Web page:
Can we control the weather?

Can we control the weather

As last year’s devastating Atlantic hurricanes swept through the Caribbean and southern United States, we’re left wondering, “Is there anything we can do to prevent such horrific disasters?”

Since the 1950’s, scientists have made efforts to intentionally manipulate or alter the weather – a phenomenon called “weather modding.” The most common technique is called “cloud seeding,” in which chemicals such as silver iodide are dispersed into the atmosphere to increase rainfall. Some scientists have looked towards cloud seeding as a potential way to disrupt storms like hurricanes. According to an article by Peter Ray Allison of BBC Future, “Silver iodide is an inorganic compound used as an antiseptic. The theory was that the silver iodide would cause the supercooled water in the storm to freeze, thereby disrupting the internal structure of the hurricane.”

Although theoretically, this seems like a potential solution, there are many logistical problems. The amount of silver iodide needed to disperse a hurricane is enormous, and we currently do not have planes or drones that can hold enough silver iodide to make an impact – let alone do it safely and effectively. And even if cloud seeding was scalable and effective, there are so many unknowns about what kind of ecological effect it would have.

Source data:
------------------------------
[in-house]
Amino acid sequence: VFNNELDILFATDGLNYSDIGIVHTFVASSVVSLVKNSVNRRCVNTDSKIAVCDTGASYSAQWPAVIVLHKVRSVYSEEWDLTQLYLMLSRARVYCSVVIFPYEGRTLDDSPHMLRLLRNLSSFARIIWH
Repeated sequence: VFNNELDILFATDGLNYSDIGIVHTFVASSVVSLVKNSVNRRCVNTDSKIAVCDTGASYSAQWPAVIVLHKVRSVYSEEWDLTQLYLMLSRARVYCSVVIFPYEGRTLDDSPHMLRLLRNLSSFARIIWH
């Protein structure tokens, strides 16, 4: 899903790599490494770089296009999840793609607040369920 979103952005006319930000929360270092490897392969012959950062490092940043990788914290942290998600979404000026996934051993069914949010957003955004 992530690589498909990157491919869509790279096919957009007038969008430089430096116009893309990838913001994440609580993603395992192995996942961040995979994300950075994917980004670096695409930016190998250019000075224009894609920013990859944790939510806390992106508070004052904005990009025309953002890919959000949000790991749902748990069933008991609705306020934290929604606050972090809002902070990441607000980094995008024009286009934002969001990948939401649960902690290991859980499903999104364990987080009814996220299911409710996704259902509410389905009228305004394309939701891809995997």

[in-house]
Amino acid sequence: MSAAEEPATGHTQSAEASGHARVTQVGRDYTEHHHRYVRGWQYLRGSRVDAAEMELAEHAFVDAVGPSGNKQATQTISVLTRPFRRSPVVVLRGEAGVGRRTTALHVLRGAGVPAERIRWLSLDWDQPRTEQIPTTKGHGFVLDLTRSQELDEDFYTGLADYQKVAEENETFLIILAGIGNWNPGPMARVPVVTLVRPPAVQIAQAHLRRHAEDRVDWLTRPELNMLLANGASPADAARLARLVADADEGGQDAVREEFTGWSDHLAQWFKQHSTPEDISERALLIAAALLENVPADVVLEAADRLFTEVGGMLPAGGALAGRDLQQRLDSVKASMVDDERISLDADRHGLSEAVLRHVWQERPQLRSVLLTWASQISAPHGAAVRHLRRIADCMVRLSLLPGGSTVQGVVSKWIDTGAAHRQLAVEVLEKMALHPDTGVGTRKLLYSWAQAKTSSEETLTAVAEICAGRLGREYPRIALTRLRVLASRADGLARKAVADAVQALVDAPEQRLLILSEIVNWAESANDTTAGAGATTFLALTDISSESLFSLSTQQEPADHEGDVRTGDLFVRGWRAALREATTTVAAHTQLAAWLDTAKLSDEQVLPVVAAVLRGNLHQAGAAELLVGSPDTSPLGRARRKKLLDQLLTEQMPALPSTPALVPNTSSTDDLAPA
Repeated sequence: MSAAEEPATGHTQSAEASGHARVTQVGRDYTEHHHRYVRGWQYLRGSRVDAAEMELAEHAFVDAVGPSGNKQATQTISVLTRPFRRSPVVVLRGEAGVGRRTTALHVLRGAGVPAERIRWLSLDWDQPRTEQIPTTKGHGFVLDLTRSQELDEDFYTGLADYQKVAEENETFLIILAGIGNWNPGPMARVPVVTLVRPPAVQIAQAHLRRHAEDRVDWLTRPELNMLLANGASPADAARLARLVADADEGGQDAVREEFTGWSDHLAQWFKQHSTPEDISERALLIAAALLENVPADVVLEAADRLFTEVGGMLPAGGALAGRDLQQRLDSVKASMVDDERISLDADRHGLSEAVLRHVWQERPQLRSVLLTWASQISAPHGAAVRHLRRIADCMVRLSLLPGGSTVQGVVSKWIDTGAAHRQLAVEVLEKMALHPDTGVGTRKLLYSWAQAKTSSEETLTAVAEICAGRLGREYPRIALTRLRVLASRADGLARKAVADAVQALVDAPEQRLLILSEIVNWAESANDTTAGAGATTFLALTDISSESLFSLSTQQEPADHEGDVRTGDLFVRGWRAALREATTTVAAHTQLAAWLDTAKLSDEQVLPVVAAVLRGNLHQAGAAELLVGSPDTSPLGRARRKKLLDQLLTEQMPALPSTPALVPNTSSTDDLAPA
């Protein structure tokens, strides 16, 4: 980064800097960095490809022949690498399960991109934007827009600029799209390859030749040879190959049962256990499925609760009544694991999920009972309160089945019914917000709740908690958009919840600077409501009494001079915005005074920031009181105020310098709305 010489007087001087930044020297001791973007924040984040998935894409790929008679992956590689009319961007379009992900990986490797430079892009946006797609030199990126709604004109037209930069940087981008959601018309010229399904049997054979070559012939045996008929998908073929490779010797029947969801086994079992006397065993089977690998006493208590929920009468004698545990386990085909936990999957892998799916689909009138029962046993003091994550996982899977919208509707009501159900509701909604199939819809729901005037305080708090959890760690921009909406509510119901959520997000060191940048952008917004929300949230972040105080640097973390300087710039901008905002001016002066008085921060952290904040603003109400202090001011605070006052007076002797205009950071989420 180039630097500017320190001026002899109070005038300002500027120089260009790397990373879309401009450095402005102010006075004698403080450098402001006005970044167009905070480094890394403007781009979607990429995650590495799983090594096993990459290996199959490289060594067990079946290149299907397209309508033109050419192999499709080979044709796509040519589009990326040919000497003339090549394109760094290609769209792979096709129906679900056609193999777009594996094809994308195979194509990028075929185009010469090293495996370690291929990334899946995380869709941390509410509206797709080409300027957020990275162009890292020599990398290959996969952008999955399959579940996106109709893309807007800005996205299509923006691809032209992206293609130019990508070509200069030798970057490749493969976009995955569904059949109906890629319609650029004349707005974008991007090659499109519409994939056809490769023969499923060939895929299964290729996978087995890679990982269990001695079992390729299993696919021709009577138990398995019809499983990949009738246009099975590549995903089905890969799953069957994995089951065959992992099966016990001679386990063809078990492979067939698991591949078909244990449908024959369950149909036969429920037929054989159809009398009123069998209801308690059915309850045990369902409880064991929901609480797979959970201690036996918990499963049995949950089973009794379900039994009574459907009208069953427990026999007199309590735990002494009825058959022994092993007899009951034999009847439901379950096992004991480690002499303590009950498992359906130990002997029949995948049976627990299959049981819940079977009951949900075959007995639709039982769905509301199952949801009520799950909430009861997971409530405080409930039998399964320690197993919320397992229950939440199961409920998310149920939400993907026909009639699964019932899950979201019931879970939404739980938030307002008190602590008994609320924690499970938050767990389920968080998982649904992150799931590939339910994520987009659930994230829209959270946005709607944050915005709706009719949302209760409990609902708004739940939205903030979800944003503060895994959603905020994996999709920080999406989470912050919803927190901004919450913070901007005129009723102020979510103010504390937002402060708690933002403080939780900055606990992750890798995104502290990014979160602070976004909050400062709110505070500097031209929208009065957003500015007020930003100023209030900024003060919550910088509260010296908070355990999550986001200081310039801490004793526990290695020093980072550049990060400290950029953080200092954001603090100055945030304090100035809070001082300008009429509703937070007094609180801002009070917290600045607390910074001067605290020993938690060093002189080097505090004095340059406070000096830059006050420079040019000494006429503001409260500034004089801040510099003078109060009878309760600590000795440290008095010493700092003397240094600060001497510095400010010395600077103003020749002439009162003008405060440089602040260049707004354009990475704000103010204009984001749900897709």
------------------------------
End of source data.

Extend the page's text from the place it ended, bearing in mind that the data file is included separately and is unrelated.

“But we can control how we effect the environment and how we influence the weather.”

At the current moment, these proposed solutions are limited by scale, technology, and uncertainty. Nature is unpredictable and the simple truth is: no, we cannot control the weather. But we can control how we effect the environment and how we influence the weather.


Daily human activity on a global scale produces a greater impact than any theoretical solution we might invent to control climate and “conquer” natural disasters. It would make more sense to invest our efforts into being more responsible about the way we do things to try and avoid extreme weather rather than try and develop an unrealistic quick fix with uncertain consequences. If each of us can be more conscious about the way we produce and consume, always paying attention to what kind of impact we are making, we can contribute to more stable ecological systems, limit environmental degradation, and better sustain habitats for all living things.

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